Hurricane Felicia strengthened into a strong Major Category 3 storm overnight; while direct impacts to Hawaii aren’t expected anytime soon, residents there are being encouraged to prepare for it and any storm threat this hurricane season.
As of the last advisory from the National Hurricane Center in Miami, Florida, the center of Hurricane Felicia was located near latitude 15.0 North, longitude 121.6 West, which puts it roughly 940 miles west southwest of the southern tip of the Baja of California. Major Hurricane Felicia is moving toward the west-southwest near 8 mph and this general motion is expected to continue today. The National Hurricane Center says a turn toward the west is forecast to occur by late tonight or early Saturday, with a westward motion expected to continue through the weekend and into early next week.
Maximum sustained winds have near 125 mph with higher gusts, making Felicia a strong category 3 hurricane on the Saffir-Simpson Hurricane Wind Scale. The National Hurricane Center says some additional strengthening is possible today, and Felicia could become a category 4 hurricane later today. The estimated minimum central pressure is 962 mb or 28.41″.
Felicia remains a relatively small tropical cyclone. Hurricane-force winds extend outward only about 25 miles from the center while tropical-storm-force winds extend outward up to 70 miles.
The official forecast track brings the storm west with time, inching closer to Hawaii. The National Hurricane Center believes the storm will weaken with time, going from Major Hurricane to regular hurricane status this weekend and weakening to a tropical storm by early next week. Most computer forecast model guidance suggests Felicia will remain south of Hawaii, although some models do bring the system closer to the Big Island and Maui. Even if the storm passes well to the south of Hawaii in a weakened state, it could send moisture north to the islands which could create flood conditions there even with the storm itself being a total miss.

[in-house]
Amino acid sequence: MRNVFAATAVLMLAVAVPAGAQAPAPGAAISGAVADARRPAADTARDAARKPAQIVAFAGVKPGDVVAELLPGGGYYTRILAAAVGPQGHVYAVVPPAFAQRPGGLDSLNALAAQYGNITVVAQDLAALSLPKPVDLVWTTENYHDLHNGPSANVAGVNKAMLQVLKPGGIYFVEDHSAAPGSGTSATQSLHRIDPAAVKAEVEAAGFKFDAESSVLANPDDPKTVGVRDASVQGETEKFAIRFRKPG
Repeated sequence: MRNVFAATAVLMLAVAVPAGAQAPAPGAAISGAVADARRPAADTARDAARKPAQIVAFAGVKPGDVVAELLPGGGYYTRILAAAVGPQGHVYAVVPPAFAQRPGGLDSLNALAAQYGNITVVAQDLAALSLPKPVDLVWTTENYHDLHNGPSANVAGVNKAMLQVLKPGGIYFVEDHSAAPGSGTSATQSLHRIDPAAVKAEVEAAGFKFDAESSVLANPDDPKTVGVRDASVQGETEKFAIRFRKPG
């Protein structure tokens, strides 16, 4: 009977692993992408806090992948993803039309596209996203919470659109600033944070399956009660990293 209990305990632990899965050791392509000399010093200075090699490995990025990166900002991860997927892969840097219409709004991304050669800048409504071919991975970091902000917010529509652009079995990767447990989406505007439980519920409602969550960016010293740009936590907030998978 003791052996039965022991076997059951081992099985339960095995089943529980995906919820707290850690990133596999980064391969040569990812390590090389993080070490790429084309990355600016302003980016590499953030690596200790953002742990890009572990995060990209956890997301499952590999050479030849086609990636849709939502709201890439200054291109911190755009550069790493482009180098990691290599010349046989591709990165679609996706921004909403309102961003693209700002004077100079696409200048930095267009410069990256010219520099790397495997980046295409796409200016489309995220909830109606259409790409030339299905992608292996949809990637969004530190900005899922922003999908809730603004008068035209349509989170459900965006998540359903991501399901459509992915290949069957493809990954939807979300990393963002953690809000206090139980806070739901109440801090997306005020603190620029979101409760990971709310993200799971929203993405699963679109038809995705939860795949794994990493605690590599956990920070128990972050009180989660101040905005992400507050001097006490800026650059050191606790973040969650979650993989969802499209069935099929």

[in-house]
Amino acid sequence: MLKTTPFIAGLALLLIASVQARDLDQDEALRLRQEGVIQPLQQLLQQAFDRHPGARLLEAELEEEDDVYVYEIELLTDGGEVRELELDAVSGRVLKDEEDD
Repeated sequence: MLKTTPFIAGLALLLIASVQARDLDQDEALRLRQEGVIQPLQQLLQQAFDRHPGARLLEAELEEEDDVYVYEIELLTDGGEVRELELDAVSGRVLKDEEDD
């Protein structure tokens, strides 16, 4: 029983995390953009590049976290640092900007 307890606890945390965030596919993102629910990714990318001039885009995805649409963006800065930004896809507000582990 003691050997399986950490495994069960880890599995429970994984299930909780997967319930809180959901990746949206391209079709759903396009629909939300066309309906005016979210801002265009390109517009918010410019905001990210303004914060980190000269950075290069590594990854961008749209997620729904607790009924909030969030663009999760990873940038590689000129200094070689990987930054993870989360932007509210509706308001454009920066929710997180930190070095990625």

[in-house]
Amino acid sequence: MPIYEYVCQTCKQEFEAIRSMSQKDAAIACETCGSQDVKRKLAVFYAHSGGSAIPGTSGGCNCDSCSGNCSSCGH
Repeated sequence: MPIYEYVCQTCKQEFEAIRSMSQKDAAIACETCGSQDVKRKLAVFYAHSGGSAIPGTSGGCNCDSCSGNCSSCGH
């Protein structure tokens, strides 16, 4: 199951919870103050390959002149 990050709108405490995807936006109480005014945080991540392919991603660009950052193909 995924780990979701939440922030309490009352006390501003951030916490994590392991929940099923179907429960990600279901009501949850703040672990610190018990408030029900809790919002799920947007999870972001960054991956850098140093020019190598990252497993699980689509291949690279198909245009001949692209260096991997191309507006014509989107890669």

With the storm far away and not an immediate threat to Hawaii yet, state and local agencies in Hawaii are encouraging people to prepare for Felicia or any tropical cyclone threat that could present itself this season. “HIEMA is monitoring Hurricane Felicia, though it is still too early to tell what impact, if any, it will have on our islands,” said the state Emergency Management Agency in a social media post. The Honolulu Department of Emergency Management, responsible for Oahu Island, wrote on social media, “Hurricane Felicia, although quite far from the Hawaiian Islands, is a reminder that we are still early into the 2021 Hurricane Season and we must remain alert and prepared. ”
Any impacts, direct or indirect, to Hawaii would likely occur more than a week away from now.